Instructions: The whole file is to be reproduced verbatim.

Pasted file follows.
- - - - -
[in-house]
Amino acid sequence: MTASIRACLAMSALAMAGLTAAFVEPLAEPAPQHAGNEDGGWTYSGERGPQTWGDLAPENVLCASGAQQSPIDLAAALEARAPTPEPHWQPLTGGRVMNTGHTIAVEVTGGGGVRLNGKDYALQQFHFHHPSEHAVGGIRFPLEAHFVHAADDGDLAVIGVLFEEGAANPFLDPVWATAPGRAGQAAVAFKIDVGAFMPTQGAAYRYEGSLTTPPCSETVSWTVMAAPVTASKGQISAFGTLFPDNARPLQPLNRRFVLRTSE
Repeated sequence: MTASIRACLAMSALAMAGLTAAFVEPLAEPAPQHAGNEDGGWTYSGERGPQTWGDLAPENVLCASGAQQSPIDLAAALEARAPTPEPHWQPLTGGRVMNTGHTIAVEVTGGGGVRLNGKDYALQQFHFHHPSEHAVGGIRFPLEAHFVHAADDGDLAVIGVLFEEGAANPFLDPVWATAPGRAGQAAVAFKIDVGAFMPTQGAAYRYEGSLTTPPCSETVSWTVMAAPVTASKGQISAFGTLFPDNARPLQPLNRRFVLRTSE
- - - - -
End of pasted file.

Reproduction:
[in-house]
Amino acid sequence: MTASIRACLAMSALAMAGLTAAFVEPLAEPAPQHAGNEDGGWTYSGERGPQTWGDLAPENVLCASGAQQSPIDLAAALEARAPTPEPHWQPLTGGRVMNTGHTIAVEVTGGGGVRLNGKDYALQQFHFHHPSEHAVGGIRFPLEAHFVHAADDGDLAVIGVLFEEGAANPFLDPVWATAPGRAGQAAVAFKIDVGAFMPTQGAAYRYEGSLTTPPCSETVSWTVMAAPVTASKGQISAFGTLFPDNARPLQPLNRRFVLRTSE
Repeated sequence: MTASIRACLAMSALAMAGLTAAFVEPLAEPAPQHAGNEDGGWTYSGERGPQTWGDLAPENVLCASGAQQSPIDLAAALEARAPTPEPHWQPLTGGRVMNTGHTIAVEVTGGGGVRLNGKDYALQQFHFHHPSEHAVGGIRFPLEAHFVHAADDGDLAVIGVLFEEGAANPFLDPVWATAPGRAGQAAVAFKIDVGAFMPTQGAAYRYEGSLTTPPCSETVSWTVMAAPVTASKGQISAFGTLFPDNARPLQPLNRRFVLRTSE